Medical students were paid to follow neurosurgical residents during 8 12-hour call shifts. They recorded the paging number and location, priority, and what the resident was doing when paged. The results were enlightening but not surprising:

  • 55 pages were received per shift, on average, ranging from 33 to 75
  • An average of 5 pages per hour were received, with a range of 2 to 7
  • A substantial number of pages were received during sleep times (4 per hour)
  • It took an average of 1.4 minutes to return the page
  • 68% of pages were non-urgent
  • 65% interrupted a patient care activity
  • An average of 1.1 hours was spent returning pages per shift

Bottom line: Yes, we are throwbacks using an old technology. But it does serve us well. Unfortunately, it’s an old technology being used in an inefficient manner. I recommend that nursing units make it a practice to maintain a “page list” of nonurgent items. The trauma professional can then stop by or call each unit periodically (every 2 hours or some other appropriate time interval) and deal with all of them at once. Obviously, urgent and emergent problems should still be called immediately. This will ensure that routine issues are taken care of in a timely manner and the trauma pro can attend to their other duties as efficiently as possible.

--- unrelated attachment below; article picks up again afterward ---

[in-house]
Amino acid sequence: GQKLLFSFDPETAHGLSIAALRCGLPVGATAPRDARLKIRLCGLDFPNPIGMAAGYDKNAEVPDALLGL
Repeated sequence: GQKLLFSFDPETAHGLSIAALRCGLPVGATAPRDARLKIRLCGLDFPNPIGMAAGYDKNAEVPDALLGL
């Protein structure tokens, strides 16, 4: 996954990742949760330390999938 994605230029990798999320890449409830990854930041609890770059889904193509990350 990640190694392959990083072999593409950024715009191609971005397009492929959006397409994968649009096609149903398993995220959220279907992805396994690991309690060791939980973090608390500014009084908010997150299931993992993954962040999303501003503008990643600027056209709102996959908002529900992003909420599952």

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Reference: Oral Paper 113: An Observational Study of Hospital Paging Practices and Workflow Interruption Among On-call Junior Neurosurgery Residents. Presented at the Congress of Neurological Surgeons 2012.

CT Scans And Rib Fractures

Last week I discussed the importance of treating rib fractures in older patients with the greatest respect. One reader commented:

“number of rib fratures are not that accurate by x-ray. If further evaluate by CT, more fractures will be identified”

Well, I agree and I disagree. Chest xray is notoriously inaccurate when it comes to diagnosing or counting rib fractures. Some older studies have shown that a plain chest xray may miss as many as 50% of all rib fractures. On the other hand, CT scan is very accurate at diagnosing them.